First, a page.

Taxes: The former chancellor has been the only candidate to resist the calls for immediate tax cuts saying the nation needs “honesty and responsibility, not fairytales”. He has pledged to focus on getting inflation under control and only cut taxes once that happens, presenting his position as “common-sense Thatcherism”.
Borrowing: Mr Sunak has repeatedly said that the nation must balance its books and that borrowing to fund tax cuts “might make us feel better in the moment but will leave our children worse off tomorrow”. He has warned that “borrowing your way out of inflation isn’t a plan”.
Net Zero: He has committed to keeping the target of making Britain carbon neutral by 2050. To achieve that he would oversee a massive expansion in offshore wind farms, but he would maintain the ban on putting up any new turbines on land. He wants to make the UK energy self-sufficient by 2045.
Trans: The former chancellor launched his campaign by pledging a new “manifesto of women’s rights”. He has railed against “trends to erase women via the use of clumsy, gender neutral language” and voiced concerns about trans athletes being allowed to compete in women’s sport, insisting “biology is fundamental”.
Brexit: Mr Sunak voted Leave and has said taking back control of lawmaking will give Britain a competitive economic edge. He has pledged to scrap or reform all remaining EU rules on the UK’s statute books by the next election and wants to overhaul Brussels’ red tape clogging up the City.
Defence: He has vowed to stick to the Nato target of spending two per cent of GDP on defence and has suggested he would exceed that, saying it is a floor, not a ceiling. But he has refused to commit to the “arbitrary” 2.5 per cent rise promised by Boris Johnson.
Housing: Mr Sunak has pledged to speed up building in cities and on brownfield sites as well as cracking down on “land banking” by big developers. He has suggested he wants to see Government funding for affordable housing scaled back, with more incentives put in place for developers to build homes poorer people can afford to buy.
Immigration: The former chancellor would keep the Rwanda policy, saying it is “absolutely critical that we have control of our borders”. He has said a tough approach is needed to foil “an illegal set of criminal gangs who were causing people to die in pursuit of coming here”.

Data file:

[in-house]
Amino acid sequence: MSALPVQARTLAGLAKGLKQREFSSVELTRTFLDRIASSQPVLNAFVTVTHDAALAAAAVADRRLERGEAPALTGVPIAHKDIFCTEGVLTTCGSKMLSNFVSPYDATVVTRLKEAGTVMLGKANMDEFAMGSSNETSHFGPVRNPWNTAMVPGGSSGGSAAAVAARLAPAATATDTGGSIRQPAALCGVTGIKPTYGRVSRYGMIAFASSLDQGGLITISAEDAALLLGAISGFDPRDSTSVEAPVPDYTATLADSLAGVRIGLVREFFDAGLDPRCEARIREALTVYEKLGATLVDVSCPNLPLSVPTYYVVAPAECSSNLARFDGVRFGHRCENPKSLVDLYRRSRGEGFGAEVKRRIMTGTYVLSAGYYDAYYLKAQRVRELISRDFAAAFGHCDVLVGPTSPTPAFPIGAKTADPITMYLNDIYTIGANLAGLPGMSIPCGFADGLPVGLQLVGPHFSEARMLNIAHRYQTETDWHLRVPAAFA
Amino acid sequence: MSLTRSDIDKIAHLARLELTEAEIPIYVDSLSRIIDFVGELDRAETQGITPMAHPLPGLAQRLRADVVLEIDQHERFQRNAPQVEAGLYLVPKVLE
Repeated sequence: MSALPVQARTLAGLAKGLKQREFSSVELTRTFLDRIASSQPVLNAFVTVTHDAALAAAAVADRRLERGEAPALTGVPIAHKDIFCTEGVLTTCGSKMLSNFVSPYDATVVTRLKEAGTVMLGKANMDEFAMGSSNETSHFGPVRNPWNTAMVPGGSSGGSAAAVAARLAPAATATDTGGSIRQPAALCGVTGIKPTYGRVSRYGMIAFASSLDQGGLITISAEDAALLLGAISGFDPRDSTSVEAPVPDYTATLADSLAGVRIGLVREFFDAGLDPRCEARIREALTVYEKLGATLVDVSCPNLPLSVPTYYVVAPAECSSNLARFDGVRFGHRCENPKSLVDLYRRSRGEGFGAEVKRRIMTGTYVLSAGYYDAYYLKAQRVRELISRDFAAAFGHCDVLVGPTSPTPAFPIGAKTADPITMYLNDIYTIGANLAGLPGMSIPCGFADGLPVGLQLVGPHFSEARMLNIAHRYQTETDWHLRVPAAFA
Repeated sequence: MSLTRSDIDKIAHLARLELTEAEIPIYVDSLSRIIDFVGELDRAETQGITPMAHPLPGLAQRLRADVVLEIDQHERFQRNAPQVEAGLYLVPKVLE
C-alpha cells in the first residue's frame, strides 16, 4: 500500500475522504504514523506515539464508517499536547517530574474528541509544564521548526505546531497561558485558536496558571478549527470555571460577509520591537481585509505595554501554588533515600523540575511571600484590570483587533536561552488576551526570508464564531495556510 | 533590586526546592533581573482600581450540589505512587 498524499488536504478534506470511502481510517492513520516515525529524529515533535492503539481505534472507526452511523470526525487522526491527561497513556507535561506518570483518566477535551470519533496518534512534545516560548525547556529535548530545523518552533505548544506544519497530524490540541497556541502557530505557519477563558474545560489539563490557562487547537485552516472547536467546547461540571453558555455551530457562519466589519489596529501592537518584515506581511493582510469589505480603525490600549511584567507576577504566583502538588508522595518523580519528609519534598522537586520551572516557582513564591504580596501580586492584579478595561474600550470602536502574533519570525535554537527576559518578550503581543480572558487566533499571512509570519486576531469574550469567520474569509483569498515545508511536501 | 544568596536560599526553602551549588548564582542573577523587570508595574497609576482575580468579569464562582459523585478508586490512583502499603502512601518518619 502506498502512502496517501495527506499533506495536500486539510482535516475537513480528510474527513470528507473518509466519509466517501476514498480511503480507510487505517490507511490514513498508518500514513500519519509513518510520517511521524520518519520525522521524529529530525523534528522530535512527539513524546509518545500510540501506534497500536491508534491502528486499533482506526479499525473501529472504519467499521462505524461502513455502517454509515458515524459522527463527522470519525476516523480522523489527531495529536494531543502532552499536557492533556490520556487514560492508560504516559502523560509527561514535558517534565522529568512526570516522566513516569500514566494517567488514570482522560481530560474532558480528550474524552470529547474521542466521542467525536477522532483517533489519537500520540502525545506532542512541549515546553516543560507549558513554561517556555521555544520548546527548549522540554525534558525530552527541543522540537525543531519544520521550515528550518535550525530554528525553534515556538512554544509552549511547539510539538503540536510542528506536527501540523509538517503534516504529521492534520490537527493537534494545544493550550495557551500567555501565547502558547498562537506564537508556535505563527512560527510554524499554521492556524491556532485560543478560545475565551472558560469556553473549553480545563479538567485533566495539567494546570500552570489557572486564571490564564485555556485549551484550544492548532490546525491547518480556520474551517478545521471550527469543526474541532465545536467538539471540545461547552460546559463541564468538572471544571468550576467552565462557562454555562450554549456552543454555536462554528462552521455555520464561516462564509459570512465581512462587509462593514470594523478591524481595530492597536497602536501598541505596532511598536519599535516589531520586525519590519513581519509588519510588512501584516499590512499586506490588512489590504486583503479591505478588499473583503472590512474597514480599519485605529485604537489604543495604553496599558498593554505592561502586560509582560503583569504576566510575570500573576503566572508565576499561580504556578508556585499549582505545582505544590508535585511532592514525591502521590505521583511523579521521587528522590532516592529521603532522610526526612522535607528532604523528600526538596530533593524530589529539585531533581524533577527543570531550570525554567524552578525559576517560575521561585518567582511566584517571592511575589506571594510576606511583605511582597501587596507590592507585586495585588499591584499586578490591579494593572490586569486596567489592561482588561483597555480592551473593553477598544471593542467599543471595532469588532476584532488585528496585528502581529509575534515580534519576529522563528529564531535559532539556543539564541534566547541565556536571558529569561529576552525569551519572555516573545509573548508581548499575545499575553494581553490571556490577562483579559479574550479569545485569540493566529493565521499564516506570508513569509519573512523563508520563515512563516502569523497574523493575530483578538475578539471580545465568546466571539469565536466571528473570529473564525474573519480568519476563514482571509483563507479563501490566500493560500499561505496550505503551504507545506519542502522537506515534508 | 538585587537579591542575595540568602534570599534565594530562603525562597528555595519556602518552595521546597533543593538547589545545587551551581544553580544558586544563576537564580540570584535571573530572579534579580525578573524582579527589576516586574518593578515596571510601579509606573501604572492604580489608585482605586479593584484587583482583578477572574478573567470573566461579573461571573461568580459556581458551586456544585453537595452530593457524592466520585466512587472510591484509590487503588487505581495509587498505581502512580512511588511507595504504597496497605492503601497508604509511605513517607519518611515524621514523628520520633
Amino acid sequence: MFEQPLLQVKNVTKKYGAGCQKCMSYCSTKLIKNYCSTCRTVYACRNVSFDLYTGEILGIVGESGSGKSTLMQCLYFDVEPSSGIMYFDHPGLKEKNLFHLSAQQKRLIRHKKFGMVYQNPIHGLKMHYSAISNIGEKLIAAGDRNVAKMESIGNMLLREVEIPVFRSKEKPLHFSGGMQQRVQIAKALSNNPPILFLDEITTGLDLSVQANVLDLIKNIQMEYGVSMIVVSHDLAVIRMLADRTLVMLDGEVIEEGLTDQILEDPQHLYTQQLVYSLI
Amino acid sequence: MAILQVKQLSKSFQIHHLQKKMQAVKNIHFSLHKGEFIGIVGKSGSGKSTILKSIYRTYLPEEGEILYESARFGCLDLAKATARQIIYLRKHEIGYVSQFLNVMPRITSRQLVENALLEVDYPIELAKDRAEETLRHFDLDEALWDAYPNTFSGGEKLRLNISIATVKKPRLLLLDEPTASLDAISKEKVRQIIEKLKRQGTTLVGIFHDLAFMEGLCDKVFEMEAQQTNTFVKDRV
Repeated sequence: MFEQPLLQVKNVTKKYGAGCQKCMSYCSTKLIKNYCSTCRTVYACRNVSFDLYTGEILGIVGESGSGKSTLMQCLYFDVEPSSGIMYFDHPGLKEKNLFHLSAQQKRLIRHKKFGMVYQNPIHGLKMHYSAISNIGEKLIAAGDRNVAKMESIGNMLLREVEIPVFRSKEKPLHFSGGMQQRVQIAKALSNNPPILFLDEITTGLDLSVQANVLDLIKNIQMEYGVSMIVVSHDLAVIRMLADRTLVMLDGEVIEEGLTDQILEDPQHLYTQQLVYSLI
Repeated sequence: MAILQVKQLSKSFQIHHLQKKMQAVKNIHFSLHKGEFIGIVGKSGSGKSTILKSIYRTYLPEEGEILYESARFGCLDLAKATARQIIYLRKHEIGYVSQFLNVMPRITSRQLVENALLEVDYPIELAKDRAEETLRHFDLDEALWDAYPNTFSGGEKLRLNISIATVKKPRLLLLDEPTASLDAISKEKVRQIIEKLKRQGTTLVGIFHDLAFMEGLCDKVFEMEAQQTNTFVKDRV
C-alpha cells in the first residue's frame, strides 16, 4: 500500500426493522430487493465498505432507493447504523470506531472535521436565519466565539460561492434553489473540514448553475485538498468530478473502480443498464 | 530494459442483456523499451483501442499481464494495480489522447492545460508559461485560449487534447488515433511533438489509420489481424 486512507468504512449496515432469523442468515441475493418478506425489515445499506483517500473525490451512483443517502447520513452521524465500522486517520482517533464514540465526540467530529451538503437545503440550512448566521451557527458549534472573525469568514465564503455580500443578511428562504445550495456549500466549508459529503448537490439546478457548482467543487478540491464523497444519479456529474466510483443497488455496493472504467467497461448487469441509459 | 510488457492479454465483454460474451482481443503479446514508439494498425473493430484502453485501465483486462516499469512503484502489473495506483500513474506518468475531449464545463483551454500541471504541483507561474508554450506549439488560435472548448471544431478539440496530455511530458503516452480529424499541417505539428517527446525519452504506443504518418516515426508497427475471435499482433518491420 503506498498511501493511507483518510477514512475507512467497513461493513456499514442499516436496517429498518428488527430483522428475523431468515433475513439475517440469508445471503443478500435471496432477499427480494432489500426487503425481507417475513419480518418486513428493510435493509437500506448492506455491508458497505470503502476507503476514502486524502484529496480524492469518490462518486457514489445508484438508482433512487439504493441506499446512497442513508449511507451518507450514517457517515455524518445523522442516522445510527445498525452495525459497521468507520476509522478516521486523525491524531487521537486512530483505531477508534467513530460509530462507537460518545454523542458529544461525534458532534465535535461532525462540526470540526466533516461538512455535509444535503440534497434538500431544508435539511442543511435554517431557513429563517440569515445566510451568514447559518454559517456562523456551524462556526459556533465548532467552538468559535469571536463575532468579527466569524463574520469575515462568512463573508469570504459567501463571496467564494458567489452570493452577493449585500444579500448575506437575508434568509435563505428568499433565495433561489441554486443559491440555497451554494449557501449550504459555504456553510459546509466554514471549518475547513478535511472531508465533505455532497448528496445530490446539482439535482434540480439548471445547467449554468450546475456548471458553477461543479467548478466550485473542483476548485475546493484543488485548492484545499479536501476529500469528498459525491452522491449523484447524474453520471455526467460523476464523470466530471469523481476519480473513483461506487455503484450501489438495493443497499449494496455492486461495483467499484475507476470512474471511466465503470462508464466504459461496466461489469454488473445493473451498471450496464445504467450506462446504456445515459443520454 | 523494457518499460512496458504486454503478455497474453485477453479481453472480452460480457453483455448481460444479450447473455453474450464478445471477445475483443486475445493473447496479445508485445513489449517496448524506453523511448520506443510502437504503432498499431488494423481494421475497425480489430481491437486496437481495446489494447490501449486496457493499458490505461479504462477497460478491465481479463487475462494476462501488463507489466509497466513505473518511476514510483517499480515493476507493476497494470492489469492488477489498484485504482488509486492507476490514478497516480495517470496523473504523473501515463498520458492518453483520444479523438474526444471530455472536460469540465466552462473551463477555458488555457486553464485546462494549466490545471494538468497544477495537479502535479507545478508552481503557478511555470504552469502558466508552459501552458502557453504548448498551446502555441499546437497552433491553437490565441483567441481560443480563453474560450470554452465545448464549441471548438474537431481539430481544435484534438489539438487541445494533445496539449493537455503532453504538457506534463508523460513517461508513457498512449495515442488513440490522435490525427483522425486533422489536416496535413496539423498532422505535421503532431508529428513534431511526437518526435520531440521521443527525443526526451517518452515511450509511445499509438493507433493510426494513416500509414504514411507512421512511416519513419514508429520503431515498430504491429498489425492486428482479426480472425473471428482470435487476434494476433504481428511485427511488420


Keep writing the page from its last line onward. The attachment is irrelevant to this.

Taxes: The Foreign Secretary has announced £30 billion worth of tax cuts and would start to implement them “from day one”. She would cancel the planned 6 per cent rise in corporation tax and reverse the National Insurance hike which came into force in April. She would also lift green levies on energy bills for two years.
Borrowing: She plans to pay for tax cuts by putting the Covid debt on a “longer-term footing” akin to the nation's war debt from the 1940s. That would potentially involve refinancing the £311 billion borrowed during the pandemic so that it was paid back over a much more drawn-out period.
Net Zero: Ms Truss backs the target overall but has said “we need to reach net zero in a way that doesn’t harm businesses or consumers”. She is “very supportive of using gas as a transition fuel” and has suggested she would end the ban on fracking so it could go ahead in areas where there’s local consent.
Trans: The Foreign Secretary has hit out at “ludicrous debates about pronouns” and as equalities minister scrapped plans to reform the law so people could change gender without a medical diagnosis. She has backed feminist campaigners, including Labour MP Rosie Duffield over her statement that “only women have a cervix”.
Brexit: She vociferously supported Remain during the 2016 referendum but has since transformed herself into one of the most steadfast Brexiteers in the Government. She has driven forward plans to override the Northern Ireland Protocol and has said she now regrets voting to stay in the EU.
Defence: Ms Truss would increase spending on the military to three per cent of GDP by the end of this decade and “review” the plan to cut the size of the Army to 72,500. She has said Russia’s invasion of Ukraine shows the West has not dedicated enough funding to defence.
Housing: The Foreign Secretary has pledged to rip up “Stalinist” housing targets and would make it quicker and easier for developers to build on brownfield land in “opportunity areas”. She has said the UK needs to “build up more” in cities and “it’s very important that we have policies that have local consent”.
Immigration: She “completely agrees” with the Rwanda policy and says “we need to have further reforms in the UK to make sure we can really stop illegal immigration”. She has said she wants to see reform to the way ECHR rulings are applied in Britain but “would be prepared” to withdraw from it if necessary.